Cyclists on the Fuller Center Bicycle Adventure have faced all sorts of obstacles during the 2012 Adventure, which will conclude Saturday in San Diego, Calif., after covering more than 4,000 miles on its West Coast and East Coast rides and a weeklong Spring Ride down the Natchez Trace.
There have been flat tires, extreme heat, sunburns, sore behinds, wrong turns, city traffic, steep hills and even a tropical storm. But none of the obstacles compares to those faced by four-time gold medalist Paralympian Tony Volpentest, who will work with the team on its final build day of 2012 on Friday, Aug. 10, in Oceanside, Calif.
Volpentest was born without hands or feet, a condition seen in only 1 out of every 500,000 births. Yet, Volpentest would become a rarity not because of his physical condition but because of his determination to become a world-class athlete.
It was a dream that took root early in his childhood, but it truly began to materialize at the age of 15 when he decided to join the track team at Edmonds-Woodway High School in Edmonds, Wash. He was guaranteed a spot because the team had a no-cut policy. And even though he finished last in nearly all of his early races, he still dreamed of being the fastest man on the track.
With the help of a teacher who steered Volpentest toward resources for disabled athletes, he became one of his team’s stars by his senior year and was turning in times near Paralympic world records. He would later achieve his dream of being the fastest man on the track at the 1992 Paralympic Games in Barcelona as he won gold in both the 100 and 200 meters. He repeated the double-gold feat in 1996 in Atlanta, setting a world record of 11.36 seconds in the meters.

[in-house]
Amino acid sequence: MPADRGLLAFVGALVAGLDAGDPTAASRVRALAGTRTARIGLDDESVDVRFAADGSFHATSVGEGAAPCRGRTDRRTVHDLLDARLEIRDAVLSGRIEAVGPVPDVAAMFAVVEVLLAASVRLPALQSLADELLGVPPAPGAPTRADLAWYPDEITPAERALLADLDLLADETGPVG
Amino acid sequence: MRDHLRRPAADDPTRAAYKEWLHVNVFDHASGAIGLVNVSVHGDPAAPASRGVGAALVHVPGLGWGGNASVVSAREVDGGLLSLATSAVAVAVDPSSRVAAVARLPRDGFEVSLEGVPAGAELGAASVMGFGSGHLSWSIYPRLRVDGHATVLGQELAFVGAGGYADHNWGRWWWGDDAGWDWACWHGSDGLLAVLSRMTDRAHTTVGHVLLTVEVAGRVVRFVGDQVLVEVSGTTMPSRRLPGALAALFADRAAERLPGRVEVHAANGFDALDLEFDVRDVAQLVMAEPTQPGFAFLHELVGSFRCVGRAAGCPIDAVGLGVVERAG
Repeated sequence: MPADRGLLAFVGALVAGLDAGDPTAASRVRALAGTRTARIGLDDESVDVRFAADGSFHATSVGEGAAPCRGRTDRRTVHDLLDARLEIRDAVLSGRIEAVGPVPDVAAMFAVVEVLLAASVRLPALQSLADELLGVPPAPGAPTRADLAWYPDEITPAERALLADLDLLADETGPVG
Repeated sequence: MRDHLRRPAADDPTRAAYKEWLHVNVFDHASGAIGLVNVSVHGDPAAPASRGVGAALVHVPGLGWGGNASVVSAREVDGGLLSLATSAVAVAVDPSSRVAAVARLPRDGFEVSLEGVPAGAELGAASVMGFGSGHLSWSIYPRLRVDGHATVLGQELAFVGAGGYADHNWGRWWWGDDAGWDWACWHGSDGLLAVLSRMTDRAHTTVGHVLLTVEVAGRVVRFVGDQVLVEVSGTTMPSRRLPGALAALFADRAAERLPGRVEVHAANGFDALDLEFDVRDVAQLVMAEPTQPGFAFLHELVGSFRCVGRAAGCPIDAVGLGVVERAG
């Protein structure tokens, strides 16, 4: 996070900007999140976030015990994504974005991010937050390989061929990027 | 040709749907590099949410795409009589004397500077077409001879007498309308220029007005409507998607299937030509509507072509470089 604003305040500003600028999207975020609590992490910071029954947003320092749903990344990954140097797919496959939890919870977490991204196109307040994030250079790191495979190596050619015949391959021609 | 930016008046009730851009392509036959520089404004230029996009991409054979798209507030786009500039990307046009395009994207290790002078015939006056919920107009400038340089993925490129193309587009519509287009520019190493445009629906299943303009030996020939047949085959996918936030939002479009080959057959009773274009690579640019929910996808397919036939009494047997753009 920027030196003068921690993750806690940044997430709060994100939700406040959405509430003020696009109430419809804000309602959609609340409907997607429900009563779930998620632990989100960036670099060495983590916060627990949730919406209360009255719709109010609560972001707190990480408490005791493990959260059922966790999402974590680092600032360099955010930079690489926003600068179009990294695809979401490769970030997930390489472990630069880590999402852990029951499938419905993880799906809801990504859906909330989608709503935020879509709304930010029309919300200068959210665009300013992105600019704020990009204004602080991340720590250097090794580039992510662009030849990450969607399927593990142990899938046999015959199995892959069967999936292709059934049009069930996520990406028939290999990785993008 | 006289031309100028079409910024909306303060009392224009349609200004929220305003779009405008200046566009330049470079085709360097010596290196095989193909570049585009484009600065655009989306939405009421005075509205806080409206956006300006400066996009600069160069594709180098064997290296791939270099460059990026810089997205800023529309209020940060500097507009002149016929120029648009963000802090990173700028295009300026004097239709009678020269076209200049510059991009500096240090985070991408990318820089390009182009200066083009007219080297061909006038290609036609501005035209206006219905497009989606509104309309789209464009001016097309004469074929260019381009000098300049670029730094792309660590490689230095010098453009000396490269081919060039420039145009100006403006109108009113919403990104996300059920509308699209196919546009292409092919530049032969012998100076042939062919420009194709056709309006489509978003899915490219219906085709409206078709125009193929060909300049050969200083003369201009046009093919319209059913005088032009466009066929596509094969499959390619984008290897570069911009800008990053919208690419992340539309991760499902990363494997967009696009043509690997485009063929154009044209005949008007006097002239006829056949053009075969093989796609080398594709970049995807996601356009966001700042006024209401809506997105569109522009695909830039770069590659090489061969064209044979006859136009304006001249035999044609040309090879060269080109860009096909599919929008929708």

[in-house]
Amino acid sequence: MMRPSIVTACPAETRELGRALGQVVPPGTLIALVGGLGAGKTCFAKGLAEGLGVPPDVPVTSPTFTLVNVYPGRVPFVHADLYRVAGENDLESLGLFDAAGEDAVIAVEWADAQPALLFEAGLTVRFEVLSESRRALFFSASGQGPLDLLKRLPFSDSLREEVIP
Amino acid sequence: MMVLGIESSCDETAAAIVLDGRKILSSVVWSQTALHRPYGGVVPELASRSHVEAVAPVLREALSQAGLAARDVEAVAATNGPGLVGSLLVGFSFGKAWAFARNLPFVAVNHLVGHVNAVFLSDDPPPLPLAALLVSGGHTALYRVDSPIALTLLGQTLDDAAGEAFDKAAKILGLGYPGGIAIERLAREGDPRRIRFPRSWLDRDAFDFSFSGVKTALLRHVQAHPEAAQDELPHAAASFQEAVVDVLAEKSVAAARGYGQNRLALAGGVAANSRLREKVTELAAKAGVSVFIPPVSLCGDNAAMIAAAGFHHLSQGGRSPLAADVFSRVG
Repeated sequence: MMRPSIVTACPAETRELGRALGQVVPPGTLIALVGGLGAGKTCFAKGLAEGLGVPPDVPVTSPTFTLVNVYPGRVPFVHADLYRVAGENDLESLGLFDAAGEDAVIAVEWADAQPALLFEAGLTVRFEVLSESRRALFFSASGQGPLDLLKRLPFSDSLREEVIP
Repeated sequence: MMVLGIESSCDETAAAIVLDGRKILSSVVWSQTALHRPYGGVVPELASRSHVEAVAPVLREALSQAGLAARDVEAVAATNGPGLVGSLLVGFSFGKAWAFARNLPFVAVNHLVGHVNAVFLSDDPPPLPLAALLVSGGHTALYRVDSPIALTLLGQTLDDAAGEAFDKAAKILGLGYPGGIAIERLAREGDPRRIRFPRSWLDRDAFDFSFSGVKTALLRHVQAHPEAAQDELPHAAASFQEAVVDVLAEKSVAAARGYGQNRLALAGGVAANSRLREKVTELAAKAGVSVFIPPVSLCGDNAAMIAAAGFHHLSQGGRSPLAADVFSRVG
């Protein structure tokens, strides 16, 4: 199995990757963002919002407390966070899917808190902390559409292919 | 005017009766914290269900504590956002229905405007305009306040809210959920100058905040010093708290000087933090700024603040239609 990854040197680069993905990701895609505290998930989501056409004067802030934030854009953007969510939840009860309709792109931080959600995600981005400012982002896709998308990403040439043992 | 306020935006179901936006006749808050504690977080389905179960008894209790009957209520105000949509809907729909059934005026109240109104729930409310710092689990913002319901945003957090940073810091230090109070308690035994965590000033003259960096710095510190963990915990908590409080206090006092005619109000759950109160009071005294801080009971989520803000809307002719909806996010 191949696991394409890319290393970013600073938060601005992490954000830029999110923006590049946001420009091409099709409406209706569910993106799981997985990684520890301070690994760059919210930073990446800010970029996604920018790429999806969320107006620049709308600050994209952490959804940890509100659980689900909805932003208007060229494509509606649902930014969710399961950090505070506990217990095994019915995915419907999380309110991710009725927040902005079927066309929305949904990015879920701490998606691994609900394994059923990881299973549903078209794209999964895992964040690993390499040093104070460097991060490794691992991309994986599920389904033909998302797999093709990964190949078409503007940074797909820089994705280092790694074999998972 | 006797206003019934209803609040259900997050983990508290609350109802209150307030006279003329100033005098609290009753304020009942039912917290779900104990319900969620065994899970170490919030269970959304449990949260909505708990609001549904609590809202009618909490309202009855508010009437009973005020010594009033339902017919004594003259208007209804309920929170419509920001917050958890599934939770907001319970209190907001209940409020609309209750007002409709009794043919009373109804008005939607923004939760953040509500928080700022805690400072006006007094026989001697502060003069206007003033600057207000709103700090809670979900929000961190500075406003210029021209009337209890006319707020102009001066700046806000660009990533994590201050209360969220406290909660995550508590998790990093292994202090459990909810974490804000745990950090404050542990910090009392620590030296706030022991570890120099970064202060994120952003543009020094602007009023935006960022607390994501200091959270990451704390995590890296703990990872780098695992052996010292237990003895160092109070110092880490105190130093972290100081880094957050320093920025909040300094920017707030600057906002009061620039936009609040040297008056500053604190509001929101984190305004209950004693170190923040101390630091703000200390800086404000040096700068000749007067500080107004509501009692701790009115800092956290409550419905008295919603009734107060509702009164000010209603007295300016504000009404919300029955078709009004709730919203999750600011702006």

Volpentest now spends much of his time working with disabled children and injured military personnel. His autobiography, “Fastest Man in the World,” was released this summer by Bettie Youngs Books. Youngs also is the leader of The Fuller Center of San Diego.
Volpentest will work alongside cyclists as they repair two homes Friday with Fuller Center of San Diego homeowner partners and will appear later at a community meet and greet that begins at 6:30 PDT at Movin Shoes, a sports store at 897 S. Coast Highway in Encinitas, Calif. After Bicycle Adventure leader Allen Slabaugh and Fuller Center of San Diego representatives address the gathering, Volpentest will speak and then autograph copies of his book.
For more information about the event, call 619-550-8566 or click here.
The Fuller Center Bicycle Adventure has raised more than $170,000 toward its $200,000 goal for 2012.
Watch Tony set the world record in the 100 meters at the 1996 Paralympic Games:
This remarkable “48 Hours” report about Tony aired just before the 1996 Paralympic Games: